Compassionate Consumerism

Better check what a gallon of gas costs next time you have a press conference

By M. Dylan Mathieu

As a trainer who often meets with executives just ahead of an engagement they’ve scheduled with the media, a personal parlor game I’ve long toyed with and tried to hone involved trying to decipher what exact useful information goes into the briefing books of leaders. What information makes the cut when preparing leaders to brace the podium separating them, under white hot lights, from the Fourth Estate? I often consider the efficacy or even what intentions are behind the stuff that’s placed to survive just a glance from the “talent” postured behind the podium. What resonates? What pierces though the media’s filtering pens (the “bounce” all public relations professionals take personal credit for, no matter how vicarious their role was)?

If you’re lucky when watching our president visit with reporters, the camera may pan across his press agents, usually standing against a wall. Their copies of the briefing book are held closer (one among other oddly parent-like behaviors) than a fluffy, coifed Persian at a cat show during awards time. Playing my parlor game is their full-time job.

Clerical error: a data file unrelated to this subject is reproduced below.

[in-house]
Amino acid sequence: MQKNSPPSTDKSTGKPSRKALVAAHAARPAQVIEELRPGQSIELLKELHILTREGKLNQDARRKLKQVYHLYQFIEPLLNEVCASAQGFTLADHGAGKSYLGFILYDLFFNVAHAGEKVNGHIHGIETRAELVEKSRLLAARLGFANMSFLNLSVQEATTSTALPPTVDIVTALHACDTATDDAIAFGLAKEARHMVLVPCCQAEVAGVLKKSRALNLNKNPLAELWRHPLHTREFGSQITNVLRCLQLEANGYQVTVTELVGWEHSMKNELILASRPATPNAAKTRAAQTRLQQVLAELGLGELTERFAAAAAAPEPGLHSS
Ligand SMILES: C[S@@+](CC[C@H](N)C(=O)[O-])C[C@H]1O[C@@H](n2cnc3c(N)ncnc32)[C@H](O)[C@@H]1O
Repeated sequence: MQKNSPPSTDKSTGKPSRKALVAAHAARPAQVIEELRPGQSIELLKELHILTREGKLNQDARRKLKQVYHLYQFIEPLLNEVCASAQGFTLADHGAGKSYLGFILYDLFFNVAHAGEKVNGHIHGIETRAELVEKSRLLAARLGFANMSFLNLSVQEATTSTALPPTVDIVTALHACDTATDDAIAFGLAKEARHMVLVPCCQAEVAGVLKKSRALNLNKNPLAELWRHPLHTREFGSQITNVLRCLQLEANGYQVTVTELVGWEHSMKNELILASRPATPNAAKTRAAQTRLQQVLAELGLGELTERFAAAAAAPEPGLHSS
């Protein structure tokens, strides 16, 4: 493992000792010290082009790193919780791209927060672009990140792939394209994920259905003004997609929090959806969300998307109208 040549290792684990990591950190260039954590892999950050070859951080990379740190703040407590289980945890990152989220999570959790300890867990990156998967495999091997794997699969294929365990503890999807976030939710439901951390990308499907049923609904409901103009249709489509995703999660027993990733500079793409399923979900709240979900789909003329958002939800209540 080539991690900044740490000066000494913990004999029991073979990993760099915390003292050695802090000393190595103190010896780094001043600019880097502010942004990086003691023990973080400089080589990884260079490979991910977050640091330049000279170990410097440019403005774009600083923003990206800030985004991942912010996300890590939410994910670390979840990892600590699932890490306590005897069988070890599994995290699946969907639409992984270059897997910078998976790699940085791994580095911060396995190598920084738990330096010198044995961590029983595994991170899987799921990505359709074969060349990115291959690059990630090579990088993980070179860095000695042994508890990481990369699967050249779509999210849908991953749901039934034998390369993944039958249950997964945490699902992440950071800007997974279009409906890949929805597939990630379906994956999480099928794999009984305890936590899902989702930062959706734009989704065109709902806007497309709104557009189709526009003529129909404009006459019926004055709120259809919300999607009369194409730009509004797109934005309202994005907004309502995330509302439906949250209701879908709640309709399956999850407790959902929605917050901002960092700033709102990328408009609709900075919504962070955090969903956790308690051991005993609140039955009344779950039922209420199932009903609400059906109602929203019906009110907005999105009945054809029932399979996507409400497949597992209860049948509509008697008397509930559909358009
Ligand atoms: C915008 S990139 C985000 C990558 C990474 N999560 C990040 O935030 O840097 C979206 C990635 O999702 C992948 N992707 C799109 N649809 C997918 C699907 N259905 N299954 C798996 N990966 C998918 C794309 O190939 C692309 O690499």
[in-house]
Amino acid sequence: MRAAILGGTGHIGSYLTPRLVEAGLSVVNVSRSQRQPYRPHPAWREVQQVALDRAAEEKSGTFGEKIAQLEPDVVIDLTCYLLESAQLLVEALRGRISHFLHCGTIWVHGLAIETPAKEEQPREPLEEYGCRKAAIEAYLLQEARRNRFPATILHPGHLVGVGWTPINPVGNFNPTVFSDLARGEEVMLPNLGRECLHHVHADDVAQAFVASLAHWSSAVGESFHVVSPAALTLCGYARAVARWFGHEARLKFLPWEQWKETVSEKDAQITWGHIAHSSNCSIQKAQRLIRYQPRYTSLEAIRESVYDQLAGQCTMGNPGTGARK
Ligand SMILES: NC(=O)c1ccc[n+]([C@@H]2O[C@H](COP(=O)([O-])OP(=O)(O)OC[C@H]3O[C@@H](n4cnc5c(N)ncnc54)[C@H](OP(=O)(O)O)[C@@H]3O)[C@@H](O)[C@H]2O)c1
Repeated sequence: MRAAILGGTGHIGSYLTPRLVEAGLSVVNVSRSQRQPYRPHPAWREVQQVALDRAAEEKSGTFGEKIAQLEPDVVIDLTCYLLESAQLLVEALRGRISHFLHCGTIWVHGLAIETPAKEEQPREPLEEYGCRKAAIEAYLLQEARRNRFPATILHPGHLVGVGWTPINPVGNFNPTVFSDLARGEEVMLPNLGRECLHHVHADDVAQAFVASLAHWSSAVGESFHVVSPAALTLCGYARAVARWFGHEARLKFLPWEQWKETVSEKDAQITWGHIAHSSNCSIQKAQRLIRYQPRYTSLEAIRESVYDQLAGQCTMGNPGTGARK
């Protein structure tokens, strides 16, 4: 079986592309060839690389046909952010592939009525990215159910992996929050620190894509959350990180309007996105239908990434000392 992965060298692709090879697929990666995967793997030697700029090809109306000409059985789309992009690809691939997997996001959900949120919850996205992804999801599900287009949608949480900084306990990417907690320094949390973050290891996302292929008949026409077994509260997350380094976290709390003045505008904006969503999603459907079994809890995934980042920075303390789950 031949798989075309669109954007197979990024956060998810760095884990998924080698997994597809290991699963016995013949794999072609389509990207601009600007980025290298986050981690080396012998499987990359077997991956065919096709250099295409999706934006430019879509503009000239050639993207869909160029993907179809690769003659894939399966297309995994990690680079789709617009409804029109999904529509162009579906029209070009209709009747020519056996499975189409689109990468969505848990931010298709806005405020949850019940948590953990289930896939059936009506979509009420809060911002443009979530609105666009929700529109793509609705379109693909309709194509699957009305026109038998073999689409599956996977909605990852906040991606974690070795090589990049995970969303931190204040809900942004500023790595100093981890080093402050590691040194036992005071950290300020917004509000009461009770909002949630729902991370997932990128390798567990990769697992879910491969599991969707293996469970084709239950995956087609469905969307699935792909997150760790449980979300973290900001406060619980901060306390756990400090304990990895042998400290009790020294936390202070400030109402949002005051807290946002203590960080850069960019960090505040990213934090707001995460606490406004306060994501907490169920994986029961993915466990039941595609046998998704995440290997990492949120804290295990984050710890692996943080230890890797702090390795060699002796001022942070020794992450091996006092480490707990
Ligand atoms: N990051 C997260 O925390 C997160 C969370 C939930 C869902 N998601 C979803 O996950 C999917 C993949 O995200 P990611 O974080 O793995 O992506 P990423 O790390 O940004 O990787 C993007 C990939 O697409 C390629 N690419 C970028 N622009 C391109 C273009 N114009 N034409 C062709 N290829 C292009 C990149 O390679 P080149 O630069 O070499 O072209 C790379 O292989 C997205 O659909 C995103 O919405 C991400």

I’m trusting you can guess our president will have one specific fact added to his briefing book starting this month through the end of his term. Can you? The Fed’s latest discount rate? The Associated Press’ accounting of our war dead and wounded? The wait-times our injured Iraq veterans face at the Army’s Walter Reed Hospital? Vice President Cheney’s resting heart rate? How about the last cash-bar tab for a summer White House wedding? Close guesses, all prescient and, I’m sure, well-enough watched by some. But all wrong. I’m talking about the cost these days borne by you for a gallon of gas.

The president recently admitted getting caught off-guard about the latest spike in gas prices was a moment that surely will have bounce. I’m considering the Flubber-esque bounce that lands right into late-night show monologues and then somehow bounces Pachinko-like endlessly through the rest of his administration.

Attention deputy press secretaries! Gas prices will rise again. Maybe you’re too preoccupied trying to find out whether or not it’ll be a dry White House wedding reception? Tracking down rumors of a no-bid catering contract from Halliburton? Sure, that’s understandable – and not a problem because I’ve thought this through all while filling up my Ford F-150 this week. First, since you’re so swamped, we have to talk about what not to do: take the easiest path. It promises to save energy, grief and screams, but, trust me, often leads to disastrous results.